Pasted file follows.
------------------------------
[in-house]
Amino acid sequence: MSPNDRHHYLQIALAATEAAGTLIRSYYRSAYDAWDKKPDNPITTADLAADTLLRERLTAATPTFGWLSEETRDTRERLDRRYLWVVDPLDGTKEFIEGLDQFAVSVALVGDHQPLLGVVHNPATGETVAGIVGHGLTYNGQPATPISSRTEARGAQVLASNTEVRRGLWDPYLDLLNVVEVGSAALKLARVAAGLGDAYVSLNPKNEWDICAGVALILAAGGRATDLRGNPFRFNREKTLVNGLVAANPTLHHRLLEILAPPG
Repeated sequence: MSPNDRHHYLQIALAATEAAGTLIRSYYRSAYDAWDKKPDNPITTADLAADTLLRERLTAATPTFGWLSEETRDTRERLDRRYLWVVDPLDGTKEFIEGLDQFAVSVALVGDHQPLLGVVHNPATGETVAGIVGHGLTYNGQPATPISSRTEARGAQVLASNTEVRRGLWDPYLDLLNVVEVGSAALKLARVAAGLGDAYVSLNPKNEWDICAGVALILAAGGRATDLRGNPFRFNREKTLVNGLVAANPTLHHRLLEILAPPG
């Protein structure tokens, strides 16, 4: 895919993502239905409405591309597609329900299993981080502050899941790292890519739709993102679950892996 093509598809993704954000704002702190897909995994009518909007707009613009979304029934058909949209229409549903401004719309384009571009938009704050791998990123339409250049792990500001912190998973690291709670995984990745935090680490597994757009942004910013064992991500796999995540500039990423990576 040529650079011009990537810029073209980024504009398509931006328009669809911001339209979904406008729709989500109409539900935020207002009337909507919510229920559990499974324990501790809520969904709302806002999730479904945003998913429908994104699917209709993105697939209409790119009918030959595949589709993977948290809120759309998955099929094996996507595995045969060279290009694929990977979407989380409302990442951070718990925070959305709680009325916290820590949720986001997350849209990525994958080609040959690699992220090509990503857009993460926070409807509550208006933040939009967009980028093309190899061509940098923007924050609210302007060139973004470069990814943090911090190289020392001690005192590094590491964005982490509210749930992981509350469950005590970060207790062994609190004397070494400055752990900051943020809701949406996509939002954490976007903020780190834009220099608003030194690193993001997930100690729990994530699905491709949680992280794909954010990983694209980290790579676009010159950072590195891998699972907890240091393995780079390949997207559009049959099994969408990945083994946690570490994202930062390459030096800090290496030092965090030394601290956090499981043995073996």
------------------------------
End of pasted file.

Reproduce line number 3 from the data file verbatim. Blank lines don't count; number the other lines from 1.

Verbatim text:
Repeated sequence: MSPNDRHHYLQIALAATEAAGTLIRSYYRSAYDAWDKKPDNPITTADLAADTLLRERLTAATPTFGWLSEETRDTRERLDRRYLWVVDPLDGTKEFIEGLDQFAVSVALVGDHQPLLGVVHNPATGETVAGIVGHGLTYNGQPATPISSRTEARGAQVLASNTEVRRGLWDPYLDLLNVVEVGSAALKLARVAAGLGDAYVSLNPKNEWDICAGVALILAAGGRATDLRGNPFRFNREKTLVNGLVAANPTLHHRLLEILAPPG